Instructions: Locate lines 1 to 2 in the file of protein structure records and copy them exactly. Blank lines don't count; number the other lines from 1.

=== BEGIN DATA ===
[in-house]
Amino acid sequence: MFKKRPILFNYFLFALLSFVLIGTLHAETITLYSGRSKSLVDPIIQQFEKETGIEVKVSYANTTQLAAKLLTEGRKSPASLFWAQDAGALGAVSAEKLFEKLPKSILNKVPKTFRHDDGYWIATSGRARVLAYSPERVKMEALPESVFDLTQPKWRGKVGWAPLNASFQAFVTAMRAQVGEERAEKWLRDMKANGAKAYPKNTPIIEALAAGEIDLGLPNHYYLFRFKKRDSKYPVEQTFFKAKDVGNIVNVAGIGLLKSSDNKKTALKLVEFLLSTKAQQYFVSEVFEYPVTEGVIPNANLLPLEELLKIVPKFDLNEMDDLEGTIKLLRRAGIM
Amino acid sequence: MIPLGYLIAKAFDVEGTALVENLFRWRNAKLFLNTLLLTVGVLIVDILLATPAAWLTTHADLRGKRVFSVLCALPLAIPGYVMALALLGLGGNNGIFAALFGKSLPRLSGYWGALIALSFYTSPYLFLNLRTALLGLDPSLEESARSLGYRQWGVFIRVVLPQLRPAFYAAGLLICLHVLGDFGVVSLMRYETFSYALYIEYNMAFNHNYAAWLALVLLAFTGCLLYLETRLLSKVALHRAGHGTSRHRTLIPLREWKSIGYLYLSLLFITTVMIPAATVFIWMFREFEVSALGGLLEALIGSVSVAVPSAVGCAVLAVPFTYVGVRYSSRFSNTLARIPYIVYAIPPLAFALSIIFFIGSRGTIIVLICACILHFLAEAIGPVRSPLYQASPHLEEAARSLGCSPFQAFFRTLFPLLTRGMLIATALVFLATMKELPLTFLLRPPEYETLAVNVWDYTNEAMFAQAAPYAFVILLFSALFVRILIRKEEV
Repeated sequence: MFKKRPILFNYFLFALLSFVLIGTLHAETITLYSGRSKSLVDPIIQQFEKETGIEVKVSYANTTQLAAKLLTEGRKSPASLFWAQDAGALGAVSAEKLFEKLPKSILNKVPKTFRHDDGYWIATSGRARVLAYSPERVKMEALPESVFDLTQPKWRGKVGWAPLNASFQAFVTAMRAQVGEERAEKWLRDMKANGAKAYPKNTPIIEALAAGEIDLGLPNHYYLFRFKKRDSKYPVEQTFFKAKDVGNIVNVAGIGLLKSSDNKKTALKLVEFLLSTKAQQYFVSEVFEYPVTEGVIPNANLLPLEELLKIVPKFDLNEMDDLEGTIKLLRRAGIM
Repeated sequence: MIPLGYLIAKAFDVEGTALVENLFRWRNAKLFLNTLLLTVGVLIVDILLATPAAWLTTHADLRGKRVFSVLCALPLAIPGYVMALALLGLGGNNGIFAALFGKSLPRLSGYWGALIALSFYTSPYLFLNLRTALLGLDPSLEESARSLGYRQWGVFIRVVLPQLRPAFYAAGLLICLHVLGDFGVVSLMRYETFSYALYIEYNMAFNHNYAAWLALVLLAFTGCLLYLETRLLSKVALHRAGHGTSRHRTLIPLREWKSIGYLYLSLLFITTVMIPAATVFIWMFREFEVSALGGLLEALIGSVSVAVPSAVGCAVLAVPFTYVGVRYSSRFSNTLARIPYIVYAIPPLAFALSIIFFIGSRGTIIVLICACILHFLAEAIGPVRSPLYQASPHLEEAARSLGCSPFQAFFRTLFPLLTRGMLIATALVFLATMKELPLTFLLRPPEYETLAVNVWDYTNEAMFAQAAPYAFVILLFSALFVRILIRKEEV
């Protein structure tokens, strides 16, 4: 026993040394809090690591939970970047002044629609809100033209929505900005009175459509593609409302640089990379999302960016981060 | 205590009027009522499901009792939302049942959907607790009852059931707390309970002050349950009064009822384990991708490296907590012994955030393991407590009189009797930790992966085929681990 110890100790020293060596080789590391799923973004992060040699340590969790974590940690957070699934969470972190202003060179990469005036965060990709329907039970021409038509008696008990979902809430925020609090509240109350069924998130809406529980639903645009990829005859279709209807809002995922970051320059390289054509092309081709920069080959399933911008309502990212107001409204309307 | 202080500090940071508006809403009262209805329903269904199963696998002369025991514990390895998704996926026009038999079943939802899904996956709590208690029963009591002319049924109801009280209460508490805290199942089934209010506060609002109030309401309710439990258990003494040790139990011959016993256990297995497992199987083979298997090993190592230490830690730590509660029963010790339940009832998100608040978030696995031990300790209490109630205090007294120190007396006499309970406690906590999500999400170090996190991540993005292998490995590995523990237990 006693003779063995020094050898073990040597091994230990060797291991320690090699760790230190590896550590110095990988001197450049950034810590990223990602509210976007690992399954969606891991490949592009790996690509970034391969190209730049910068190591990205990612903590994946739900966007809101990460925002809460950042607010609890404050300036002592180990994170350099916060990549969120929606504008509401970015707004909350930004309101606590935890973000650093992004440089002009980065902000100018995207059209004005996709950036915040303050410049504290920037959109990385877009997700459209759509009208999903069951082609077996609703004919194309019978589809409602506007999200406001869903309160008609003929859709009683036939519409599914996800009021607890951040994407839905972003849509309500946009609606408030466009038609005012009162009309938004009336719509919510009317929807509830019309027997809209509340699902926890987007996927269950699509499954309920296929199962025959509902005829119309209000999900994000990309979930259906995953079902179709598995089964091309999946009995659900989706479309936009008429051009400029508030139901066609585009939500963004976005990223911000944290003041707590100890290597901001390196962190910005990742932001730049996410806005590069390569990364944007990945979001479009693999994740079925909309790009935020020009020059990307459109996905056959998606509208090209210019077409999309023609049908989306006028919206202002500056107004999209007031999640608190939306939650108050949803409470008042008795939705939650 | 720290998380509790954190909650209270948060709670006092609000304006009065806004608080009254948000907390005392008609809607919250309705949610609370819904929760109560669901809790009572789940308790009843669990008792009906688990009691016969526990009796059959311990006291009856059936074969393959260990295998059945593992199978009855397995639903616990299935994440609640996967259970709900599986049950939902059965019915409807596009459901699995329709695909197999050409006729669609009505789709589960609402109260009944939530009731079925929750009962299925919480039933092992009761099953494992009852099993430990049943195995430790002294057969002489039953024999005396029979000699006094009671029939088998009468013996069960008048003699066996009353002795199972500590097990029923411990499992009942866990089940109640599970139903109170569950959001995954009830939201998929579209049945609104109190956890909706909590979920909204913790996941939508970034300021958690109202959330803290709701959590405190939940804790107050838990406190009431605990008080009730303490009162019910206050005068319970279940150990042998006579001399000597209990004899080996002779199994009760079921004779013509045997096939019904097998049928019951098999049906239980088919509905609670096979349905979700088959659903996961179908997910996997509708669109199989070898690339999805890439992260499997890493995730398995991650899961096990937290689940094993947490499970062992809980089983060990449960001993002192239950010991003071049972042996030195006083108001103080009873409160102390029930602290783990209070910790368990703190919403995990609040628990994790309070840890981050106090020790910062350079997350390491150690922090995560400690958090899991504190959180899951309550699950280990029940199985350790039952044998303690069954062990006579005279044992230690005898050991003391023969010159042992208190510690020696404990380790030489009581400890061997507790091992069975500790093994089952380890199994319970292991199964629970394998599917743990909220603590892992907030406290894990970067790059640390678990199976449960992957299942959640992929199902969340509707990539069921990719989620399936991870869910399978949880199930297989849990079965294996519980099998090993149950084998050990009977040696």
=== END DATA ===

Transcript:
[in-house]
Amino acid sequence: MFKKRPILFNYFLFALLSFVLIGTLHAETITLYSGRSKSLVDPIIQQFEKETGIEVKVSYANTTQLAAKLLTEGRKSPASLFWAQDAGALGAVSAEKLFEKLPKSILNKVPKTFRHDDGYWIATSGRARVLAYSPERVKMEALPESVFDLTQPKWRGKVGWAPLNASFQAFVTAMRAQVGEERAEKWLRDMKANGAKAYPKNTPIIEALAAGEIDLGLPNHYYLFRFKKRDSKYPVEQTFFKAKDVGNIVNVAGIGLLKSSDNKKTALKLVEFLLSTKAQQYFVSEVFEYPVTEGVIPNANLLPLEELLKIVPKFDLNEMDDLEGTIKLLRRAGIM